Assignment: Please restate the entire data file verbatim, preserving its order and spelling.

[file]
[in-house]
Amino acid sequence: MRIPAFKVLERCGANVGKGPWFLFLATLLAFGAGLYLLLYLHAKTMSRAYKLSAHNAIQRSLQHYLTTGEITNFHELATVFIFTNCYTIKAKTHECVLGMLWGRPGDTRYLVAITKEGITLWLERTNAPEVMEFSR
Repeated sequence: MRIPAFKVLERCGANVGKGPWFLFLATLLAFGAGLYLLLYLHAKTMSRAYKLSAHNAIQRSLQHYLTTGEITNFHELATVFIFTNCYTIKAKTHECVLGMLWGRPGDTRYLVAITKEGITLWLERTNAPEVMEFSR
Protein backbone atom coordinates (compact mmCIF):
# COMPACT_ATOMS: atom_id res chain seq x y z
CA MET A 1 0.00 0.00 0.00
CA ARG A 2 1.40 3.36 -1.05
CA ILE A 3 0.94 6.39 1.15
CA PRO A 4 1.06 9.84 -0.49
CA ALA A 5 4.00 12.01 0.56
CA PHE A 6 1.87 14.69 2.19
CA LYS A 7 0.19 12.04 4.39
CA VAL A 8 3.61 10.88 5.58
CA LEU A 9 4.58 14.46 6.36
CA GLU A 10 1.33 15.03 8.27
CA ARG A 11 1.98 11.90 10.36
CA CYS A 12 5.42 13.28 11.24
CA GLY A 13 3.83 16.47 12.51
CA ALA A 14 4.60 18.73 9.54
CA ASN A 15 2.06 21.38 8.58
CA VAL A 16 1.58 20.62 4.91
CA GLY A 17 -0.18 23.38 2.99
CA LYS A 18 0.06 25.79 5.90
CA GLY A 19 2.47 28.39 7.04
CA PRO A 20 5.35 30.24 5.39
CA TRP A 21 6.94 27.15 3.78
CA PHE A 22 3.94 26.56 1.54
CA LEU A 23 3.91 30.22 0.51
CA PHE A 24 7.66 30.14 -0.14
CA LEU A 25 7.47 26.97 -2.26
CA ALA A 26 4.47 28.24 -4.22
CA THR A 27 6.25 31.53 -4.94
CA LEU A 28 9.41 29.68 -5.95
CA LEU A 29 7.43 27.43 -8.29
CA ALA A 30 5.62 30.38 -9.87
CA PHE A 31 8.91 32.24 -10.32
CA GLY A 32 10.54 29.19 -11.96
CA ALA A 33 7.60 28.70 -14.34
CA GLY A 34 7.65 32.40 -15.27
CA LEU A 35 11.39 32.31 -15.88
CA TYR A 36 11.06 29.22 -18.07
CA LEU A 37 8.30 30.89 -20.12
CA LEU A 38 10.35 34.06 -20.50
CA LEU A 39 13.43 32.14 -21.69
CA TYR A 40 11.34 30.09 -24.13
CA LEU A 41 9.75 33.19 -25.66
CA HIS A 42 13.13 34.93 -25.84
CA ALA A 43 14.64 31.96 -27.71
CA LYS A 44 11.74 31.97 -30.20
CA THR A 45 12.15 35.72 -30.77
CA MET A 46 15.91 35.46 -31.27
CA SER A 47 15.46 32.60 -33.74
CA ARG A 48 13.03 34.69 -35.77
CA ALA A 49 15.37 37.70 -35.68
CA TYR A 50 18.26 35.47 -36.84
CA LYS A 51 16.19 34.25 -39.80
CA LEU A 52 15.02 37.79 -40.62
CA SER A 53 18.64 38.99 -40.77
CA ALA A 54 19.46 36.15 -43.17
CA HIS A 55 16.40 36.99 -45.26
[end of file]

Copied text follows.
[in-house]
Amino acid sequence: MRIPAFKVLERCGANVGKGPWFLFLATLLAFGAGLYLLLYLHAKTMSRAYKLSAHNAIQRSLQHYLTTGEITNFHELATVFIFTNCYTIKAKTHECVLGMLWGRPGDTRYLVAITKEGITLWLERTNAPEVMEFSR
Repeated sequence: MRIPAFKVLERCGANVGKGPWFLFLATLLAFGAGLYLLLYLHAKTMSRAYKLSAHNAIQRSLQHYLTTGEITNFHELATVFIFTNCYTIKAKTHECVLGMLWGRPGDTRYLVAITKEGITLWLERTNAPEVMEFSR
Protein backbone atom coordinates (compact mmCIF):
# COMPACT_ATOMS: atom_id res chain seq x y z
CA MET A 1 0.00 0.00 0.00
CA ARG A 2 1.40 3.36 -1.05
CA ILE A 3 0.94 6.39 1.15
CA PRO A 4 1.06 9.84 -0.49
CA ALA A 5 4.00 12.01 0.56
CA PHE A 6 1.87 14.69 2.19
CA LYS A 7 0.19 12.04 4.39
CA VAL A 8 3.61 10.88 5.58
CA LEU A 9 4.58 14.46 6.36
CA GLU A 10 1.33 15.03 8.27
CA ARG A 11 1.98 11.90 10.36
CA CYS A 12 5.42 13.28 11.24
CA GLY A 13 3.83 16.47 12.51
CA ALA A 14 4.60 18.73 9.54
CA ASN A 15 2.06 21.38 8.58
CA VAL A 16 1.58 20.62 4.91
CA GLY A 17 -0.18 23.38 2.99
CA LYS A 18 0.06 25.79 5.90
CA GLY A 19 2.47 28.39 7.04
CA PRO A 20 5.35 30.24 5.39
CA TRP A 21 6.94 27.15 3.78
CA PHE A 22 3.94 26.56 1.54
CA LEU A 23 3.91 30.22 0.51
CA PHE A 24 7.66 30.14 -0.14
CA LEU A 25 7.47 26.97 -2.26
CA ALA A 26 4.47 28.24 -4.22
CA THR A 27 6.25 31.53 -4.94
CA LEU A 28 9.41 29.68 -5.95
CA LEU A 29 7.43 27.43 -8.29
CA ALA A 30 5.62 30.38 -9.87
CA PHE A 31 8.91 32.24 -10.32
CA GLY A 32 10.54 29.19 -11.96
CA ALA A 33 7.60 28.70 -14.34
CA GLY A 34 7.65 32.40 -15.27
CA LEU A 35 11.39 32.31 -15.88
CA TYR A 36 11.06 29.22 -18.07
CA LEU A 37 8.30 30.89 -20.12
CA LEU A 38 10.35 34.06 -20.50
CA LEU A 39 13.43 32.14 -21.69
CA TYR A 40 11.34 30.09 -24.13
CA LEU A 41 9.75 33.19 -25.66
CA HIS A 42 13.13 34.93 -25.84
CA ALA A 43 14.64 31.96 -27.71
CA LYS A 44 11.74 31.97 -30.20
CA THR A 45 12.15 35.72 -30.77
CA MET A 46 15.91 35.46 -31.27
CA SER A 47 15.46 32.60 -33.74
CA ARG A 48 13.03 34.69 -35.77
CA ALA A 49 15.37 37.70 -35.68
CA TYR A 50 18.26 35.47 -36.84
CA LYS A 51 16.19 34.25 -39.80
CA LEU A 52 15.02 37.79 -40.62
CA SER A 53 18.64 38.99 -40.77
CA ALA A 54 19.46 36.15 -43.17
CA HIS A 55 16.40 36.99 -45.26